The Tory leader of a council which caused outrage by chopping down over 100 healthy Plymouth city centre trees in the middle of the night is quitting a week after the 'chainsaw massacre' occurred. 

Richard Bingley today announced he is stepping down as leader of Plymouth City Council next Monday after his order to fell the trees on Armada Way for a £12.7million redevelopment project sparked local fury and a subsequent legal battle with protesters.

The Conservative was facing a vote of no-confidence filed against him by opposition Greens when he resigned without explanation. 

In his resignation speech, he said: 'I've always said I'm not a full-time politician, I don't seek to be, I'm just an individual who is passionate and ambitious for Plymouth. If others feel they can run our glorious Ocean City better, then that's great with me. ''Over to you'', I say.'

It comes after it emerged that under-fire Mr Bingley owns a five-bed terraced house in the city on a quiet tree-lined street half a mile away from where the trees were cut down.

Mr Bingley has come under increasing pressure after signing an executive decision to press ahead with the redevelopment.

But he insisted this was the right thing to do and that it would result in a 'wonderful tree-lined zone whereby businesses and cafes and people feel safe'.

Since the trees were cut down earlier just over a week ago, local Tory MP Johnny Mercer claimed that some people wanted to string up the people behind what was called a 'chainsaw massacre'.

Last week, it was revealed that though Mr Bingley signed an executive order to fell the trees, he owns a five-bed terraced house in the city on a quiet tree-lined street half a mile away from where the trees were cut down.

Despite being close to the city centre and railway station, the imposing double-fronted terraced home – bought last year for £450,000 – also has a park at the end of the road.

The decision to chop the trees was also criticised by local politicians.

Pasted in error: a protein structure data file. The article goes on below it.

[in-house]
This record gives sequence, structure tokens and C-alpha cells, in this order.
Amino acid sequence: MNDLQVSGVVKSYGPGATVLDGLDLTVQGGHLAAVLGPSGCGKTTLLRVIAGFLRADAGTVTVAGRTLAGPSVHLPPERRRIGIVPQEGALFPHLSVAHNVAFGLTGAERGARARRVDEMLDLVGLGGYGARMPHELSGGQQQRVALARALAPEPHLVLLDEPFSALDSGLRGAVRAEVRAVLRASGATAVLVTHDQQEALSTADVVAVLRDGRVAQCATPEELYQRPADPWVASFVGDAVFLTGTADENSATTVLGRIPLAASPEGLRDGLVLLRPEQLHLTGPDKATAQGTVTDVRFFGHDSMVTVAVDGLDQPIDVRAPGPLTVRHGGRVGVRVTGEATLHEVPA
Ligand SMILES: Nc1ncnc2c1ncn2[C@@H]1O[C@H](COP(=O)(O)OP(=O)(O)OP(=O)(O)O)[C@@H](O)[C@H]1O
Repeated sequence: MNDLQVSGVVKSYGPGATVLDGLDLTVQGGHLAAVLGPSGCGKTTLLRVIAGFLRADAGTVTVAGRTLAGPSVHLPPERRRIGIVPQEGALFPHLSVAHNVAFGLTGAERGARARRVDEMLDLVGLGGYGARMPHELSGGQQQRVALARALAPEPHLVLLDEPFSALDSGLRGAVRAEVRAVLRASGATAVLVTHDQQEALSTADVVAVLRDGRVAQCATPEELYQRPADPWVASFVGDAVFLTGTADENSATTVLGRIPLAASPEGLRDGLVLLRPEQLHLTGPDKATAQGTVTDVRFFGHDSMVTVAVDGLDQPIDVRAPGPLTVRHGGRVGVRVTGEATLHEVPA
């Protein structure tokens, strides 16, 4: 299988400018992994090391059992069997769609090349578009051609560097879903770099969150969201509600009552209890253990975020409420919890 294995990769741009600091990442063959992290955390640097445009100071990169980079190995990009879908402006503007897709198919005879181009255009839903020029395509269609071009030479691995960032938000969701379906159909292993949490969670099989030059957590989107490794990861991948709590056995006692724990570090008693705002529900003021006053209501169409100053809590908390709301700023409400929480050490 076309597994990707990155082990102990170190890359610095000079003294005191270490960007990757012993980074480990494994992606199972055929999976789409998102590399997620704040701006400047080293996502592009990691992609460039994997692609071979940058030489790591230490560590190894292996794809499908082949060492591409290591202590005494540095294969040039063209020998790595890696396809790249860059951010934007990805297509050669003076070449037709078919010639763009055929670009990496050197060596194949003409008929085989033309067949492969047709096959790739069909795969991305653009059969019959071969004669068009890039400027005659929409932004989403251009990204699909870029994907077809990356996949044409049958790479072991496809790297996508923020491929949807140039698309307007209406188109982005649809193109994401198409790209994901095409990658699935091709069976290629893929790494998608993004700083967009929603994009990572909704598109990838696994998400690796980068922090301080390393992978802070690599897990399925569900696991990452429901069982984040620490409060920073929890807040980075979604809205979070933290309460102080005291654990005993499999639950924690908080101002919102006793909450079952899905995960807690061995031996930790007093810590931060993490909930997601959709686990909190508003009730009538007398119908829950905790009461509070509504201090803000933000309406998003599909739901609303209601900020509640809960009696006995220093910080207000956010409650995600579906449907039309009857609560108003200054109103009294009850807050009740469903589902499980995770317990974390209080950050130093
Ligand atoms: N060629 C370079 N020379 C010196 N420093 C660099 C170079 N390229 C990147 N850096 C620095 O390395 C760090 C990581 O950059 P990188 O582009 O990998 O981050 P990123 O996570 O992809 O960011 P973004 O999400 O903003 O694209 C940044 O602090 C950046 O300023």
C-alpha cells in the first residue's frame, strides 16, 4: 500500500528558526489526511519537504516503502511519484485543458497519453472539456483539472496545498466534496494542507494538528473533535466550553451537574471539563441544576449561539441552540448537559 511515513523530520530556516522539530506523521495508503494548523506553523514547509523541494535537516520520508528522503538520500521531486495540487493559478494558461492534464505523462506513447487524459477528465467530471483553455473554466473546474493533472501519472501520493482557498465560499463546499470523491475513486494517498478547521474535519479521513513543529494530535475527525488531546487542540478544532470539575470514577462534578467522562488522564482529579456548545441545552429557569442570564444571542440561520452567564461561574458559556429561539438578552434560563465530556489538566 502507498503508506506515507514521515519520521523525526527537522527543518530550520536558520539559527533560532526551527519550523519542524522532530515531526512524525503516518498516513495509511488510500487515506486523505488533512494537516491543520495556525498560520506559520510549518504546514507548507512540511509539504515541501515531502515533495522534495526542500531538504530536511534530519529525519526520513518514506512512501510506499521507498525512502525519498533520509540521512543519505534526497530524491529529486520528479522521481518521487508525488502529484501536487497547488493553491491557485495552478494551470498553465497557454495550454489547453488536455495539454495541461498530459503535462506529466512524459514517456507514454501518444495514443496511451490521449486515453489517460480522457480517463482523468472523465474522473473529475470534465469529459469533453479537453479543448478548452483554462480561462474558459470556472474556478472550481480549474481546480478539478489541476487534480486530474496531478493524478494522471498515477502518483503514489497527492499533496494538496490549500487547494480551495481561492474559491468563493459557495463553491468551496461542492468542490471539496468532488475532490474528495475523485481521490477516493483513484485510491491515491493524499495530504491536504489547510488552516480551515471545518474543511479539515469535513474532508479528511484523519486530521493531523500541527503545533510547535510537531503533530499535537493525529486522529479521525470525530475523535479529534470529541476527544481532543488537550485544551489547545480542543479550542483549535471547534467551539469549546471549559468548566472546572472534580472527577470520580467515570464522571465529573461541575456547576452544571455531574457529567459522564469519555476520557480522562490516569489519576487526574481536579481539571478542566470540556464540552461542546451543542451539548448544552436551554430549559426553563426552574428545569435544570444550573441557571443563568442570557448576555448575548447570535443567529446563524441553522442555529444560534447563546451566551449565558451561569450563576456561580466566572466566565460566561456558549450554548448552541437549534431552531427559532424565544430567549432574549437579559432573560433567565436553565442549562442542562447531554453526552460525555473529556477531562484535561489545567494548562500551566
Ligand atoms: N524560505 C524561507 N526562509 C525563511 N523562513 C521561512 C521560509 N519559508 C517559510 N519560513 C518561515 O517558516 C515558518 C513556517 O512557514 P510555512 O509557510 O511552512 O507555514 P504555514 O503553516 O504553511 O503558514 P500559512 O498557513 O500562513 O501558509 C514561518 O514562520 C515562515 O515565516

The Green Party said councillors were given no time to scrutinise the executive decision ordered by Mr Bingley.

The party has called for 'an independent inquiry into the decision-making behind the felling of the trees'.

Green Party group leader Ian Poyser said: 'This kind of ecological vandalism must not be repeated.'

MP Luke Pollard said: 'We are in a climate emergency and their actions are nothing short of environmental vandalism.'

Councillor Nick Kelly, a former Conservative who is now leader of the Independent Alliance Group, said he had rejected early plans for the redevelopment when he was leader of the council. He said: 'What's the point of having a £12.7million scheme so many people are against?' 

A council poll showed 68 per cent of all respondents - 1,537 people - did not support the £12.7million Armada Way upgrade plan. The council said that if it took out the responses from people opposed who did not give a reason why 'then the scheme has significant support.'

Plymouth City Council said it was forced to chop down the trees because 'there is a risk that the funding from the Transforming Cities Fund could be lost if the project is not implemented quickly'.

A council spokesman said: 'For reasons of public safety and impact on the city centre and given the size of the tree machinery due to come onto Armada Way, we scheduled the works to be carried out at night with as few people around as possible.

'We aimed to minimise the disruption caused to the public and businesses by cordoning off parts of Armada Way. Unfortunately, the injunction meant we had to stop work.

'Following an engagement programme, the final design was changed to include 169 semi-mature new trees to be planted, a revised tree planting schedule and a commitment to investigate wider tree planting in the city centre. We await applications from the claimant as directed by the court.'

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2023-03-22T16:20:04Z dg43tfdfdgfd